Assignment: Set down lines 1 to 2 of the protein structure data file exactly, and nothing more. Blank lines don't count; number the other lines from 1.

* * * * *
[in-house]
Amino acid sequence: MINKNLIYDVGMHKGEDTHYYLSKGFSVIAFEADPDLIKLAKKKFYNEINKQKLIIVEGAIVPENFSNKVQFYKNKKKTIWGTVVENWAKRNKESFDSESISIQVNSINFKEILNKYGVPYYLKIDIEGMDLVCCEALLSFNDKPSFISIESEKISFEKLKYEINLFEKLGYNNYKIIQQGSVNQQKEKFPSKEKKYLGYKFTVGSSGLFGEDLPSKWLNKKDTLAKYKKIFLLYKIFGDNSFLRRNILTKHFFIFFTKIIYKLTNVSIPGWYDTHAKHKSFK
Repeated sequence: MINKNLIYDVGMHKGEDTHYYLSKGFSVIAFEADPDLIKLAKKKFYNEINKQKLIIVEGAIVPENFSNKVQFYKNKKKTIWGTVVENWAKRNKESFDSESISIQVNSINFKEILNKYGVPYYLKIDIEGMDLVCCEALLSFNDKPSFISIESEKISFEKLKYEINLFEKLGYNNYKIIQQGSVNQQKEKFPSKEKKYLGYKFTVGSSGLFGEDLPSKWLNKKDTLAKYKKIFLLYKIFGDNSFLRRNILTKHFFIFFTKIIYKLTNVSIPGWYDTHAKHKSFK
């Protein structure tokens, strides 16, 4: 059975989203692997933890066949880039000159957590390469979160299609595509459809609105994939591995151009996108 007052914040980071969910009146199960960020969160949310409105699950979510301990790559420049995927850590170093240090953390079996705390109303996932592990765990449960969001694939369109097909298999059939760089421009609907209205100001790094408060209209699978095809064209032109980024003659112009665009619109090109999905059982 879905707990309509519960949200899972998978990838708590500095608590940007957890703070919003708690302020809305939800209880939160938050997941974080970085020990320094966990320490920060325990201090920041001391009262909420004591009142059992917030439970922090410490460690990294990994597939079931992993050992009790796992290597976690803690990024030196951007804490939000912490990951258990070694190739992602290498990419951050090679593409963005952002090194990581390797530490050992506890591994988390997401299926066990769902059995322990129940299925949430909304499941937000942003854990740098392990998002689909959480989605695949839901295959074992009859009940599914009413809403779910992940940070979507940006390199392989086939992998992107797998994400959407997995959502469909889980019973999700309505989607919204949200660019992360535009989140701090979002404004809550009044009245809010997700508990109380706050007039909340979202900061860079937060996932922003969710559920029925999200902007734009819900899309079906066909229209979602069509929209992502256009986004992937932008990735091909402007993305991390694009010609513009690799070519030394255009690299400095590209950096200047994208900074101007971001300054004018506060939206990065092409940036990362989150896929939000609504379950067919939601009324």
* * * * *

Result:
[in-house]
Amino acid sequence: MINKNLIYDVGMHKGEDTHYYLSKGFSVIAFEADPDLIKLAKKKFYNEINKQKLIIVEGAIVPENFSNKVQFYKNKKKTIWGTVVENWAKRNKESFDSESISIQVNSINFKEILNKYGVPYYLKIDIEGMDLVCCEALLSFNDKPSFISIESEKISFEKLKYEINLFEKLGYNNYKIIQQGSVNQQKEKFPSKEKKYLGYKFTVGSSGLFGEDLPSKWLNKKDTLAKYKKIFLLYKIFGDNSFLRRNILTKHFFIFFTKIIYKLTNVSIPGWYDTHAKHKSFK